FAA Deems Boeing 737 MAX Airworthy; Newmont And Barrick Agree To Joint Venture; White House Proposes 2020 Budget

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Boeing 777

iStockphoto / travellinglight

Amid public outcry, the FAA gave a vote of confidence to the Boeing 737 MAX, noting that it was “airworthy.” Of course, the United States’ governing aviation authority also committed to mandating design changes … in April … as in 19 days from now. The “patch” is set to rectify a system that is causing planes to automatically “nose-down.”

The, albeit warranted, worries stem from a series of seemingly related 737 disasters within a five-month span. First, a Lion Air Boeing 737 MAX crashed into the Java Sea killing some 189 people in October. Then over the weekend, 157 passengers were killed when an Ethiopian Airlines 737 MAX went down shortly after takeoff.

And it isn’t just the chem-trail truthers that are connecting the dots. There are some eerie similarities between the accidents. Let’s start with the obvious: it’s the same f*cking plane. And not to mention both planes plummeted soon after takeoff with little to no warning. You don’t have to be the ‘Ancient Aliens’ guy to start looking into proximity to the Bermuda triangle.

The fallout

… sorry, I had to.

Boeing shares fell more than 5% on the first trading day following the weekend disaster. In premarket trading Boeing’s stock was down close to 10%, its largest decline since the 9/11 attacks.

But accidents happen

But when accidents happen to a commercial jet-liner maker’s fastest-selling plane of all time, it spells trouble for the manufacturer. The company has more than 5k of the jets in the pipeline for more than 100 carriers. Until this weekend, the 737 MAX had been dubbed an Airbus killer.

Now, at least three countries (China, Indonesia, and Brazil) have grounded all flights aboard the plane and air-passengers in the US have raised concerns the only way Americans know how: via overly aggressive/borderline offensive Twitter trolling.


If you can’t acquire them … say f*ck it and propose a joint venture. Barrick Gold and Newmont Mining are forming a joint venture in Nevada that is 20 years in the making.

Barrick ended its all share takeover bid of Newmont worth $17.8B after its shareholders took a liking to Newmont’s suggestion of a JV. The venture will afford the mining companies many of the synergies of a full-blown acquisition but without much of the risk. All the synergies, none of the calories.

From enemies to friends?

The two companies have been in talks of forming a JV in Nevada since the 80’s when Barrick bought property right next door to one of Newmont’s largest operations. The gold diggers already operate two mines together, one in Australia and another in Nevada.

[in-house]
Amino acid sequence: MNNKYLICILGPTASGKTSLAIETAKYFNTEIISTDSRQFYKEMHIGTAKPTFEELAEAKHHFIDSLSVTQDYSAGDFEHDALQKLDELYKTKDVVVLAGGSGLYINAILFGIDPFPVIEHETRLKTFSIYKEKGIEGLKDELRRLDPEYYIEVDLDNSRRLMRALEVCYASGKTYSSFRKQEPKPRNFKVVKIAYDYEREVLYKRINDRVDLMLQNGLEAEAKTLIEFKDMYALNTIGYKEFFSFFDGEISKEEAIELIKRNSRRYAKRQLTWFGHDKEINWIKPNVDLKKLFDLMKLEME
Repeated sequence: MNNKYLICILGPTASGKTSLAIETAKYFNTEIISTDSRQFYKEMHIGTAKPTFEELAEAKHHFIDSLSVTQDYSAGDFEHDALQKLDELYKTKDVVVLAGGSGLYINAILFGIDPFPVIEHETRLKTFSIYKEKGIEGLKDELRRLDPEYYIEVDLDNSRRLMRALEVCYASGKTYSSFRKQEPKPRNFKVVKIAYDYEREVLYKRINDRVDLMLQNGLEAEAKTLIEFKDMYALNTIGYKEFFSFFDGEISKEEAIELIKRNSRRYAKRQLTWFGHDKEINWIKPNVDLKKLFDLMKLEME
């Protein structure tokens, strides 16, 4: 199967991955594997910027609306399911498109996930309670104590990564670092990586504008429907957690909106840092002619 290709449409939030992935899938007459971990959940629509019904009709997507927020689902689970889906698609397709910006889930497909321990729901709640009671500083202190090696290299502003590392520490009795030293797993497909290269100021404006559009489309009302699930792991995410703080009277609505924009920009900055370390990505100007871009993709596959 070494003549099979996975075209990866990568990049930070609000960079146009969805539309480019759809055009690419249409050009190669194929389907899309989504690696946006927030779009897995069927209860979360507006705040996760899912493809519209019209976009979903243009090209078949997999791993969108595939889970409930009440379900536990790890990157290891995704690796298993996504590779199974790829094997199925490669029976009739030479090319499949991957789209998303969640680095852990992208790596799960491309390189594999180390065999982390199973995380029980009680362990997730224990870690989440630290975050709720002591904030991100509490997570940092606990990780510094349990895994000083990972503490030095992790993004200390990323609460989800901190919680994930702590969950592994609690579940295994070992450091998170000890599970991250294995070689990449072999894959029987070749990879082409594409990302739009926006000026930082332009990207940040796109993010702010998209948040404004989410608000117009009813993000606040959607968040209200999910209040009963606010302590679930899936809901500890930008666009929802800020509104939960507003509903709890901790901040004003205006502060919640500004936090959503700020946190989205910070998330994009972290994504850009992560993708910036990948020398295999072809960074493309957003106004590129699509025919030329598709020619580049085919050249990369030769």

This JV, however, would be uncharted territory for gold miners. It will cover ten mining sites, power plants, and transportation equipment, making it the largest gold producing operation in the world. Barrick will, of course, wear the pants in the relationship and own 65% of the venture, with Newmont holding the remaining 35%.

Nevada seems like the ideal place to join operations and cut costs. It’s home to the mines that account for 1/3 of Newmont’s revenue and 40% of Barrick’s. Estimates peg the combined cost savings at $500M (pre-tax) and roughly $5B over a twenty year period.



The White House dropped its fiscal 2020 (starts October 1, 2019) proposal yesterday, estimating a record $4.75T budget. The plan, outlined for Congress, looks to widen the federal deficit to $1.1T next year. Of course with a little bit of luck, the budget should be balanced by 2034. So there’s that.

As expected the budget is heavy on defense spending and light on environmental protection. Because, who the f*ck does Smokey think he is? As it stands, the budget would increase military spending by 5%, (more than even the Pentagon asked for) and gut roughly $1.9T from programs like Medicare and Medicaid. And at least $8.6B of the budget was earmarked for Donny Politics’ Great Wall.

Where do we go from here?

But before you get your panties in a bunch, keep in mind that the budget is a lot like ‘Whose Line Is It Anyways?’ … “everything’s made up and the points don’t matter.” The budget will ultimately be “created” and approved by Congress before heading to the President for signoff … in theory, at least. Think of the President’s budget as more of a starting point for negotiations, and not much more if we’re being honest.

And the Democrat-controlled Congress will most certainly not entertain the current budget, let alone approve it. Reduction of “safety-net,” programs like Medicaid and food stamps will surely be a point of contention and the Congressional Budget Office will be forced to wrap its head around the astronomical growth rates that the Trump administration cites in its first draft.




  • Harvest is buying Verano in what will be the largest, non-recreational, weed deal in US history, with a value of $850M. The combined company will control more than 200 facilities including 123 retail dispensaries. 


  • Time to spend all that Dogecoin money. Chipmaker, Nvidia, is acquiring Mellanox Technologies for almost $7B in its largest acquisition ever. Nvidia, most well known for building chips meant to deliver Hentai in ultra-HD and mine cryptocurrency has found a niche in the cloud computing space.


  • Welp, it can’t be any more anti-climactic than Tesla’s latest “announcement,” amirite? Apple has set a date (March 25th) for what is widely expected to be an announcement of the company’s Netflix-ish video streaming service and a premium news service. Dubbed “show time” in the invite, the event leaves little to the imagination but will undoubtedly unveil its controversial new media offerings.


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